PNW Crop Report: August 2019

by | Aug 14, 2019

August has arrived and hop harvest is just around the corner in the Pacific Northwest.  After a late Spring snow melt, the weather has been relatively mild and conducive to good hop growing.  So far, all regions have been able to avoid prolonged periods of heat and even though some junior irrigation districts are experiencing rationing due to a light snowpack, the water situation is manageable.  Pest pressure has been low and manageable on most hop farms.

Overall, mature hop yards look good in general with few exceptions.  The Cascade crop is spotty.  Centennials look very good in most regions.  Older Citra® yards look good, which should help make up for a baby crop in Washington that never fully recovered after the Yakima Valley experienced late snow cover in March, resulting in late planting.  There is wide variability in baby Mosaic® yards, but mature yards continue to bloom and grow through the flowering period providing hope for a good crop.

Much of the baby Sabro® crop was planted earlier than other first year plantings and mature yards look good as growers attempt to keep pace with growing demand.  There is heavy bloom in most Palisade® hop yards.

The Nugget crop in Oregon looks robust and CTZ in Washington and Oregon has a good canopy structure and sufficient bloom to support an average to good crop. While Pahto® babies were adversely affected by the late spring, mature yards look good in most regions.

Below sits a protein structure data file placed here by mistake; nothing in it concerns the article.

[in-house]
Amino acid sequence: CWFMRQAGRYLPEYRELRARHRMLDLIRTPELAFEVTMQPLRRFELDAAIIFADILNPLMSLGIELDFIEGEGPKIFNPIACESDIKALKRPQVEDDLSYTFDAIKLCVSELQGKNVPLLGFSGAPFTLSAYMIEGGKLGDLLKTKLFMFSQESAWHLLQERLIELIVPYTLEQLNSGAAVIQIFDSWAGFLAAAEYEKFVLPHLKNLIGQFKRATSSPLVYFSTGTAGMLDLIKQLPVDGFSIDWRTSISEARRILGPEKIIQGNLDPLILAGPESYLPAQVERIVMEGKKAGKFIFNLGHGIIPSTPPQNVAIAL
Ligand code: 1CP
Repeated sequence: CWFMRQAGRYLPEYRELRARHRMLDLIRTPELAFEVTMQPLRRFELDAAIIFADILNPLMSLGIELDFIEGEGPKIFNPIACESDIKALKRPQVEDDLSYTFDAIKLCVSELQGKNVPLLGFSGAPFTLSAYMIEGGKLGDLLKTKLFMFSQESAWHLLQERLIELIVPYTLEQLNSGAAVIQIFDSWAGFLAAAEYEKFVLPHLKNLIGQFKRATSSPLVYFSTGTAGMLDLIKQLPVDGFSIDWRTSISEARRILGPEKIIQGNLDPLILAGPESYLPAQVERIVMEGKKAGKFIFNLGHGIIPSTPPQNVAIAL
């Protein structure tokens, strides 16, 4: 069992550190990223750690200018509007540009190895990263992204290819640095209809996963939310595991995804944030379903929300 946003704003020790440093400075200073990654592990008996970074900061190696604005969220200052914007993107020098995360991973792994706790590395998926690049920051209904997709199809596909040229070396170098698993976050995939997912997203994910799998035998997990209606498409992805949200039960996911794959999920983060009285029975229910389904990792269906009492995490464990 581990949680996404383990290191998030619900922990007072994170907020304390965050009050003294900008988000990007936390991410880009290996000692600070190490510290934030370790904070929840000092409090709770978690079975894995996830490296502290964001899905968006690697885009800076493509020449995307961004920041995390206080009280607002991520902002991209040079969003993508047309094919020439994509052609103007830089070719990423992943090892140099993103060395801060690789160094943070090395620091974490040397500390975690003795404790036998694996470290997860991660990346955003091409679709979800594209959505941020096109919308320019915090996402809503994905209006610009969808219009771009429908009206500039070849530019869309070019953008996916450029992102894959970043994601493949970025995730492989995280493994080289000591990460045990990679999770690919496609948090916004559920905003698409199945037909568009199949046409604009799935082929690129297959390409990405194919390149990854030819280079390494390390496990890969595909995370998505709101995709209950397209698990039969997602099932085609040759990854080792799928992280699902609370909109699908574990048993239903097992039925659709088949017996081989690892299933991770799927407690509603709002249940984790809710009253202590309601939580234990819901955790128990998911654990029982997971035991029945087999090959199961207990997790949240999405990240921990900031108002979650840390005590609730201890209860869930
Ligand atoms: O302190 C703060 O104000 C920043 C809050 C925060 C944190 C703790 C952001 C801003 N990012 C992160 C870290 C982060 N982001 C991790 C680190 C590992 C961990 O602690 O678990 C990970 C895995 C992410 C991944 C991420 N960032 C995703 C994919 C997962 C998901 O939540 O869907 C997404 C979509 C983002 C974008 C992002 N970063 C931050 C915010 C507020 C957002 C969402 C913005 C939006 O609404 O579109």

A month remains before all regions will be in full harvest mode, and the weather forecast is calling for hot weather next week, but at this point things seem to be shaping up for a good crop in the Pacific Northwest.  We will keep you up to date with weekly reports starting in September.

Late Breaking News: August 12th

A late summer storm hit the Yakima Valley last Friday causing about 200 acres of hop trellis to go down in some areas.  Typically, hop yards which fall later in the season can be salvaged to a large degree, but the conclusion at this point is that these hop fields are too far from harvest and due to quality concerns will not be harvested.   Initial reports indicate that about 80% of the hops are aroma varieties with the balance being alpha varieties.